Taxing the working poor to pay the relatively wealthy

• Just because we can afford NZS now does not mean it will be the best redistribution of resources in the future.

• Unnecessary increases in taxes could cause harm, as could cuts to essential public services.

• In the face of ageing voter demographics, governments will face more difficulty convincing the electorate to make changes to NZS.

• Public spending on NZS could increasingly become a tool for regressive redistribution, transferring funds to the relatively well-off. The opportunity cost must be considered where other groups face greater hardship and/or need.

• According to one calculation, by 2060 the net fiscal impact of having more net recipients of public spending (predominantly superannuitants) than net taxpayers, could be around negative $15 billion.

• Changes to NZS should preserve the best parts of the model, while ensuring that NZS does not distort the welfare system’s overall progressive redistribution.

Recommendation 1: Link the pension age to health expectancy

• The efficiency of NZS relies on the assumption that the pension age and actual retirement age are closely linked. But the pension age has not adjusted for people living longer and staying longer in the workforce.

• The pension age should rise, but a one-off rise that with a long lead-in time is likely to already be out of step with labour force trends by the time it is implemented.

• Linking the pension to health expectancy gives flexibility for future adjustments.

Recommendation 2: Index NZS to CPI only rather than both CPI and wages

• NZS is indexed to both inflation and the average ordinary time wage. Decoupling NZS from rises in wages is a way of ensuring productivity gains reduce the costs of NZS. The real purchasing power of NZS should remain the same while the real purchasing power of wages would increase.

• This report makes this recommendation with the assumption of continued real median wage growth, which is why this report also recommends focusing on productivity growth.

• Though the benefits of enhanced productivity growth will not be shared under this setting, it is down to value judgments to determine whether NZS should provide for these enhanced benefits or whether private savings should be expected to fill this gap.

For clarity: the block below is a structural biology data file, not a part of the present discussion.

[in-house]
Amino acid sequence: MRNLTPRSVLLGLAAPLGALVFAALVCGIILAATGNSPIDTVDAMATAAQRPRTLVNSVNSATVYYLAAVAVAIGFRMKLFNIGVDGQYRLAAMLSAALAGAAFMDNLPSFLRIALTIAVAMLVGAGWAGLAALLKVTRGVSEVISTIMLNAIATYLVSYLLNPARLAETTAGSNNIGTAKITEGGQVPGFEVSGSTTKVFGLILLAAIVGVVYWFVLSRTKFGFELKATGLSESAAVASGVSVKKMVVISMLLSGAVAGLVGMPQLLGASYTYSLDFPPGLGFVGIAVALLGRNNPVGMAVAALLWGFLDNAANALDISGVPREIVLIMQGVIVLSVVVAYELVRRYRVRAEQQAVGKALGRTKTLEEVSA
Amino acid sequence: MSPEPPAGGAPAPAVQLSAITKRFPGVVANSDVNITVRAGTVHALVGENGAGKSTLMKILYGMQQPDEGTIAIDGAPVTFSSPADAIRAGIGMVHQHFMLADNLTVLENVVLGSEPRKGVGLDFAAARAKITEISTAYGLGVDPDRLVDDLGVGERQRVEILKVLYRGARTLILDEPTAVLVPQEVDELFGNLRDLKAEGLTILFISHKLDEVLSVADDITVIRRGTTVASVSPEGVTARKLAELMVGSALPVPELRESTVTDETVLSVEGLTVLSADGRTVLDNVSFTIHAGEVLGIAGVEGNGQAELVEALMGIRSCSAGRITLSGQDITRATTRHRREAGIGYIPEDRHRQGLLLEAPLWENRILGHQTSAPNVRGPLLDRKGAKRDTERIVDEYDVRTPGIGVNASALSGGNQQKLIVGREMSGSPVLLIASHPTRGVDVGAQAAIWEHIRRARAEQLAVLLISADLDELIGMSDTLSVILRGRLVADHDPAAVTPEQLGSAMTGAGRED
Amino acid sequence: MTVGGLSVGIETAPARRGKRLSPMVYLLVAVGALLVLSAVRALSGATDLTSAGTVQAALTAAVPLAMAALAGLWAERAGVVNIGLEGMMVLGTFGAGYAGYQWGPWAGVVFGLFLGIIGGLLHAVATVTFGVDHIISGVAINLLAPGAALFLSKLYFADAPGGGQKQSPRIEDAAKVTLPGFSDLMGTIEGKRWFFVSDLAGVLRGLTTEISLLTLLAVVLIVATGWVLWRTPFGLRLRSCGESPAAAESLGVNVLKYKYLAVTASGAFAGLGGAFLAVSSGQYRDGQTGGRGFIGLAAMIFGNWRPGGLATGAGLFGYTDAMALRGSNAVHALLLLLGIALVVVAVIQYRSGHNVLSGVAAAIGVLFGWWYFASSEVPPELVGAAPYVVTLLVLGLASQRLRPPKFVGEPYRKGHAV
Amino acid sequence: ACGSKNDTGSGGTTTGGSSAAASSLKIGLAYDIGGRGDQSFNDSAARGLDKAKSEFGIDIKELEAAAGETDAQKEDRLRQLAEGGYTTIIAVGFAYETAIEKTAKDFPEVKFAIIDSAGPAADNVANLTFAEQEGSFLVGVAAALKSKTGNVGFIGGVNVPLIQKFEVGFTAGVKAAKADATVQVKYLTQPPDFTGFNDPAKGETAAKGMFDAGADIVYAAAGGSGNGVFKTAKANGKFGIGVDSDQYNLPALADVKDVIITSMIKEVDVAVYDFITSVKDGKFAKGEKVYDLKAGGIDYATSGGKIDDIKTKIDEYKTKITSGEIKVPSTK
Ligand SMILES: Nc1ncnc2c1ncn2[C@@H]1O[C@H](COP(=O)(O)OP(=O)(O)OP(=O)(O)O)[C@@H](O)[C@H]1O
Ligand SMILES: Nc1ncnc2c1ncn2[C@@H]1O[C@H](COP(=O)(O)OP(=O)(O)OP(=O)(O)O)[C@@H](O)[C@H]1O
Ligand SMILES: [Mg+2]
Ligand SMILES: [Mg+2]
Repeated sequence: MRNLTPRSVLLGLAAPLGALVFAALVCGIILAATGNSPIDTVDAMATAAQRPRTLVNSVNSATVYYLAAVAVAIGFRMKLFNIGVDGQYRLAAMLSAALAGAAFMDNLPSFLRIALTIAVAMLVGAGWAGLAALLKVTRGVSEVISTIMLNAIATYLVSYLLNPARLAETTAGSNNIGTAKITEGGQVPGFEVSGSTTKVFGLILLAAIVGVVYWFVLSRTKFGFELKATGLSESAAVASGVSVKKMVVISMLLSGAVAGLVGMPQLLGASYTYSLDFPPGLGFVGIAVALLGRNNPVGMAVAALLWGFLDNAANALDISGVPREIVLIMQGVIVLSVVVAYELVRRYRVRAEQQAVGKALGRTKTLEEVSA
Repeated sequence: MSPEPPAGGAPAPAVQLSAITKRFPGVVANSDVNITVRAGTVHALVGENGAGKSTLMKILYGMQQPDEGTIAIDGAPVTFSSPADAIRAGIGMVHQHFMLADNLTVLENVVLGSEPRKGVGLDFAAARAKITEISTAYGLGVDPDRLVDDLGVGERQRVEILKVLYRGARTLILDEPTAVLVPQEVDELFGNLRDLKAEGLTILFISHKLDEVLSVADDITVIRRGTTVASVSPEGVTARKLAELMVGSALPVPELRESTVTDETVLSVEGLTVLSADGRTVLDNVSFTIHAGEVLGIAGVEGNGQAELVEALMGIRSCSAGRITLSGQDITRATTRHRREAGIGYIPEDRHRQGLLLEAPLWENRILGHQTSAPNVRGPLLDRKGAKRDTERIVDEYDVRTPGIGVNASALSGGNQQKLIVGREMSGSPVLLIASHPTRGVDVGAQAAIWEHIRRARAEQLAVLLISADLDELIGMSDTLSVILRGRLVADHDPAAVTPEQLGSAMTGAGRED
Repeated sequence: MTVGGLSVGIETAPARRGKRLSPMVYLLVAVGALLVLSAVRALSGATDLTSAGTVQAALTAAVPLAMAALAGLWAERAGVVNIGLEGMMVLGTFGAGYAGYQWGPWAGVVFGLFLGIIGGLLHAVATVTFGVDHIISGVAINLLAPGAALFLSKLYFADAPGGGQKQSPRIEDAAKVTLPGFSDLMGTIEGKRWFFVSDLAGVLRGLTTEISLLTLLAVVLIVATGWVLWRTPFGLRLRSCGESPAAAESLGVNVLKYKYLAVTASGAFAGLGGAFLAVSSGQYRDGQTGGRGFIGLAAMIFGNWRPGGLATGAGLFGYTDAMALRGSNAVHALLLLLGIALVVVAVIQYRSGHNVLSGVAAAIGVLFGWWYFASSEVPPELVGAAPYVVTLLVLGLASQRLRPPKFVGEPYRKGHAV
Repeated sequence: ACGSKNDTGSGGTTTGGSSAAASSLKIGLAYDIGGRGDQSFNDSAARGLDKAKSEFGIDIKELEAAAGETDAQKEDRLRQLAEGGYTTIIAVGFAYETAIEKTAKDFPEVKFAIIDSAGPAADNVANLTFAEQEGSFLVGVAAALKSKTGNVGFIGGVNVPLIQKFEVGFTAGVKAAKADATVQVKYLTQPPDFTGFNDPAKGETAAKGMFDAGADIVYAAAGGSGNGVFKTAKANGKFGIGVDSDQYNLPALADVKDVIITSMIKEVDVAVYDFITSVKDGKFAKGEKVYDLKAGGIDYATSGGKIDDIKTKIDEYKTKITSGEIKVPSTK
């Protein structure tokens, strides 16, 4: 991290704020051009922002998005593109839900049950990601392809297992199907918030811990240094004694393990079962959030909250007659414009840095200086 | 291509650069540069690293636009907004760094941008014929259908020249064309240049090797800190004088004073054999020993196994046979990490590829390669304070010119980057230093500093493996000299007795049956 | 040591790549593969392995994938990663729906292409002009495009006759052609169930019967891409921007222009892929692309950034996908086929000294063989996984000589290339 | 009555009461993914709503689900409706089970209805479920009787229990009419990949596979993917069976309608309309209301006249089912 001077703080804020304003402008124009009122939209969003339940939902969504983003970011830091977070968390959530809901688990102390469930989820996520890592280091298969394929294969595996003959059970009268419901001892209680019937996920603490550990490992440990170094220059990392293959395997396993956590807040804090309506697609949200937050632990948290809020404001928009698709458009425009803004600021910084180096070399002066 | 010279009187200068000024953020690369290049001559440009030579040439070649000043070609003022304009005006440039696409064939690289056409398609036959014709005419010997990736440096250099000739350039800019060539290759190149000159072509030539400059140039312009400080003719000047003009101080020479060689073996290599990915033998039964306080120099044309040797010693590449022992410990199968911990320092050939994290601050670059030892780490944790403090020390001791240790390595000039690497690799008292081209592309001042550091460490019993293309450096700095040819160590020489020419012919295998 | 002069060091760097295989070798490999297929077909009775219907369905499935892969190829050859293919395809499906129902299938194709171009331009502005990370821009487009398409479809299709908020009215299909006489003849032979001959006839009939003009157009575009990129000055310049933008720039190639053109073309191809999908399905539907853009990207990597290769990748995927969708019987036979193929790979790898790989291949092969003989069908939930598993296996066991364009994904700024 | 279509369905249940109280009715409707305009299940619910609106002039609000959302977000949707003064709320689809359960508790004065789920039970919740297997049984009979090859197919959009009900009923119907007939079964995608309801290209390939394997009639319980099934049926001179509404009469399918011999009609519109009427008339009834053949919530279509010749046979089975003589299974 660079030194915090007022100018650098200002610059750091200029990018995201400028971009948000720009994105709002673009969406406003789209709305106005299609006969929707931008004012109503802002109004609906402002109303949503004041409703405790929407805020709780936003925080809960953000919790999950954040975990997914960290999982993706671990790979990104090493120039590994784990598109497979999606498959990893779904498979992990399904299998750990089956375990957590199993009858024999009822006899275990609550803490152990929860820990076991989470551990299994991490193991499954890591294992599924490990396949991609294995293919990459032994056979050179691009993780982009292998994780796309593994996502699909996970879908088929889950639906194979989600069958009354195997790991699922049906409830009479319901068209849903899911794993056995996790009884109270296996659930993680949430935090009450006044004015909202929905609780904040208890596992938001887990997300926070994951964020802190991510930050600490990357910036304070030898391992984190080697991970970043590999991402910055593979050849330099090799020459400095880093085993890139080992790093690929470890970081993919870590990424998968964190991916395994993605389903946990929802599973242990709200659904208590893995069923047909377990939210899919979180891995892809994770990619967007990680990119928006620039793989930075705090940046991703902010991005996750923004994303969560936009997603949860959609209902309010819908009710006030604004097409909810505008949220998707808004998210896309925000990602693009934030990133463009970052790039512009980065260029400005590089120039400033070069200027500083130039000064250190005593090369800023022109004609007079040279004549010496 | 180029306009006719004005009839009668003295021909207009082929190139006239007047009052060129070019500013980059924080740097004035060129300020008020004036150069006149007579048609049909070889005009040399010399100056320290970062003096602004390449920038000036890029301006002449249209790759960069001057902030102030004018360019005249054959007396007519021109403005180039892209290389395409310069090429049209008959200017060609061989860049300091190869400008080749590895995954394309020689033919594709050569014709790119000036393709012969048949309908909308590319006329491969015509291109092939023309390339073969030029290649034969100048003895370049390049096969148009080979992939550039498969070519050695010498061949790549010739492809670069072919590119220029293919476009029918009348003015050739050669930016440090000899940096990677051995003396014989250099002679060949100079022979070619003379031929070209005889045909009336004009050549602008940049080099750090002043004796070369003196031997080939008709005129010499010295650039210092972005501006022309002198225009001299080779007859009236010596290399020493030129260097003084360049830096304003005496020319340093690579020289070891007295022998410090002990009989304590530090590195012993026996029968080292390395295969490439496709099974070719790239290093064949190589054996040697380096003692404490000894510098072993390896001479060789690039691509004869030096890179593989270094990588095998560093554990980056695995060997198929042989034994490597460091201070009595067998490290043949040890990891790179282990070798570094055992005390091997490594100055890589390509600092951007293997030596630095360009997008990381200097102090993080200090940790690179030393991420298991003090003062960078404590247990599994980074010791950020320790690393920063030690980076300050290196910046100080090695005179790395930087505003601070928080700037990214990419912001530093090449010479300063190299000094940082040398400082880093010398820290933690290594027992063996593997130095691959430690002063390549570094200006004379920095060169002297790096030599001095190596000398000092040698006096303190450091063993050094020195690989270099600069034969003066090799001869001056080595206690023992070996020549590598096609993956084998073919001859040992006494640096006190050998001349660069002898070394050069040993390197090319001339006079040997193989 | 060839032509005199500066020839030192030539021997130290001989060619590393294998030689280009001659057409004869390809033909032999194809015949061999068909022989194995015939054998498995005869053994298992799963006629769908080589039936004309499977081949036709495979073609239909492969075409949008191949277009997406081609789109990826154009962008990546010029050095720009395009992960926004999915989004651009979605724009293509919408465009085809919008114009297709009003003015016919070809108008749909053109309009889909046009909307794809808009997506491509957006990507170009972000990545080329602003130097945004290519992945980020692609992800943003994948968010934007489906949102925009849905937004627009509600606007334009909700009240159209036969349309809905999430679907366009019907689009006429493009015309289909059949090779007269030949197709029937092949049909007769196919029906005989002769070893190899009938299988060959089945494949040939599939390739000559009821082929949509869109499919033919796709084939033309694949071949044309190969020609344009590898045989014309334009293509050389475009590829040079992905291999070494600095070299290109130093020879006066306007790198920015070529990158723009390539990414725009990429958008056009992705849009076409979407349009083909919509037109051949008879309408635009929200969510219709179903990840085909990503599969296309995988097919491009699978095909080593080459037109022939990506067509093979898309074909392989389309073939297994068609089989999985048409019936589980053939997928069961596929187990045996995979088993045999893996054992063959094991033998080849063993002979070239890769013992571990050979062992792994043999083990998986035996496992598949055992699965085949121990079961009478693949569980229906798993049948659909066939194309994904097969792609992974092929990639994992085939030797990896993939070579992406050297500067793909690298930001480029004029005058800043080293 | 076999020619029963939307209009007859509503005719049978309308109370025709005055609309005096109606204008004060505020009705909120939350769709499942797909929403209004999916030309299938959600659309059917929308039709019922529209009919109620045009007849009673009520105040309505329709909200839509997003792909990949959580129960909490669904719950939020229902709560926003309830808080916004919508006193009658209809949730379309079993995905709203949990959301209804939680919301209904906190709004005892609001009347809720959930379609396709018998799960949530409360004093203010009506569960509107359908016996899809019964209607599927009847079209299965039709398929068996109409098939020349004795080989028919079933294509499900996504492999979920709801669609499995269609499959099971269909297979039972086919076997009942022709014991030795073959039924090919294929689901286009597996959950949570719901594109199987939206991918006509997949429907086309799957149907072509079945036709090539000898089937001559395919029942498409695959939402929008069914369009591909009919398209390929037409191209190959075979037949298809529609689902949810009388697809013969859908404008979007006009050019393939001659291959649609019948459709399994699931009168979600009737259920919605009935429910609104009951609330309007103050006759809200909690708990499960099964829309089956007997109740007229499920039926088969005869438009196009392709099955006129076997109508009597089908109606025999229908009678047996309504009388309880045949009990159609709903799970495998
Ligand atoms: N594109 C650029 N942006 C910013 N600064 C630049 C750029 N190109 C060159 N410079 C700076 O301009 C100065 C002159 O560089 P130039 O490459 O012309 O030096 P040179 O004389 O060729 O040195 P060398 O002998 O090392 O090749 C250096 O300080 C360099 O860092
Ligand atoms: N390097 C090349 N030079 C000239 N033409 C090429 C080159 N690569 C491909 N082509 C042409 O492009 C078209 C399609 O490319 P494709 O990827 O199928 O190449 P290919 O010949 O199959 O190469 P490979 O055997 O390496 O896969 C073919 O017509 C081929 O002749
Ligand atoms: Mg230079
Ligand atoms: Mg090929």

Recommendation 3: Contributions to NZ Super Fund should not be at the expense of paying down debt

The Super Fund should not be relied on to reduce the future costs of NZS (it cannot do that), and contributions to the Fund should not come at the expense of paying down debt.

Recommendation 4: Productivity growth will make NZS – and everything else – more affordable

Faster rates of productivity growth relative to increases in the real interest cost of government borrowing can allow increased government spending without falling into a public debt spiral. Raising productivity growth is a way of making NZS (and everything else) more affordable, and gives future governments more options and flexibility to adjust to changing economic and political circumstances.

Not a new problem, not a bad problem

Since its inception, the New Zealand public have debated the purpose of the public pension and who should receive it.

Policies today cannot bind the taxpayers of 2060. Ultimately, the taxpayers of 2060 will vote on the pension system they prefer and can afford.

But signalling small changes that can make a measurable difference, and signalling these changes well in advance, increases the likelihood that the policies made today will stick.

Click here to download the two-page summary of Embracing a Super model: The superannuation sky is not falling.

About the author
Jenesa Jeram is a Research Fellow at The New Zealand Initiative focusing mainly on social issues, welfare and lifestyle regulations. Since starting at the Initiative as a research assistant in 2013, Jenesa has written and co-authored many reports on a range of topics. 

She has a Bachelor of Arts with first class Honours from the University of Otago, majoring in politics, philosophy